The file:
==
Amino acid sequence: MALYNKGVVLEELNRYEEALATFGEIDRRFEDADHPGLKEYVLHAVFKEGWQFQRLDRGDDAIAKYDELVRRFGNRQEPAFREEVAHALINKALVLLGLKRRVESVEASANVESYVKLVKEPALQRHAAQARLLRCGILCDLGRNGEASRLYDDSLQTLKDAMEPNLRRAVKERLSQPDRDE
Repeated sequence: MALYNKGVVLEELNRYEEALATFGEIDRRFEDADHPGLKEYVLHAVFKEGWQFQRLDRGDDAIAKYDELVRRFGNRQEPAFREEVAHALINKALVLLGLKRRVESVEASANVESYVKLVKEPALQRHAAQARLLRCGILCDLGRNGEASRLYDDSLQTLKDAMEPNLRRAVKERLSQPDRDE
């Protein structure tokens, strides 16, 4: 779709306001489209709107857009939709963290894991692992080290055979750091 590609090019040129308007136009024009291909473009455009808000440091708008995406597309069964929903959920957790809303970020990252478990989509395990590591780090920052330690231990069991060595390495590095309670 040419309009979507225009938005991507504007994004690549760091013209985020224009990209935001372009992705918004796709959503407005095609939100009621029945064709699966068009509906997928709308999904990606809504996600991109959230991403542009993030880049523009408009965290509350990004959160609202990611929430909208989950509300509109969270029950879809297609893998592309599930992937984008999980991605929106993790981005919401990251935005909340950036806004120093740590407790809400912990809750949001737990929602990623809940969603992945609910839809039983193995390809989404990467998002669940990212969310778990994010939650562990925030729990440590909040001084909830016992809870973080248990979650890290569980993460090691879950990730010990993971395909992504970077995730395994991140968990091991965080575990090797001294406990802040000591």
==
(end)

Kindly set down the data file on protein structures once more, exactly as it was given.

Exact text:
Amino acid sequence: MALYNKGVVLEELNRYEEALATFGEIDRRFEDADHPGLKEYVLHAVFKEGWQFQRLDRGDDAIAKYDELVRRFGNRQEPAFREEVAHALINKALVLLGLKRRVESVEASANVESYVKLVKEPALQRHAAQARLLRCGILCDLGRNGEASRLYDDSLQTLKDAMEPNLRRAVKERLSQPDRDE
Repeated sequence: MALYNKGVVLEELNRYEEALATFGEIDRRFEDADHPGLKEYVLHAVFKEGWQFQRLDRGDDAIAKYDELVRRFGNRQEPAFREEVAHALINKALVLLGLKRRVESVEASANVESYVKLVKEPALQRHAAQARLLRCGILCDLGRNGEASRLYDDSLQTLKDAMEPNLRRAVKERLSQPDRDE
């Protein structure tokens, strides 16, 4: 779709306001489209709107857009939709963290894991692992080290055979750091 590609090019040129308007136009024009291909473009455009808000440091708008995406597309069964929903959920957790809303970020990252478990989509395990590591780090920052330690231990069991060595390495590095309670 040419309009979507225009938005991507504007994004690549760091013209985020224009990209935001372009992705918004796709959503407005095609939100009621029945064709699966068009509906997928709308999904990606809504996600991109959230991403542009993030880049523009408009965290509350990004959160609202990611929430909208989950509300509109969270029950879809297609893998592309599930992937984008999980991605929106993790981005919401990251935005909340950036806004120093740590407790809400912990809750949001737990929602990623809940969603992945609910839809039983193995390809989404990467998002669940990212969310778990994010939650562990925030729990440590909040001084909830016992809870973080248990979650890290569980993460090691879950990730010990993971395909992504970077995730395994991140968990091991965080575990090797001294406990802040000591």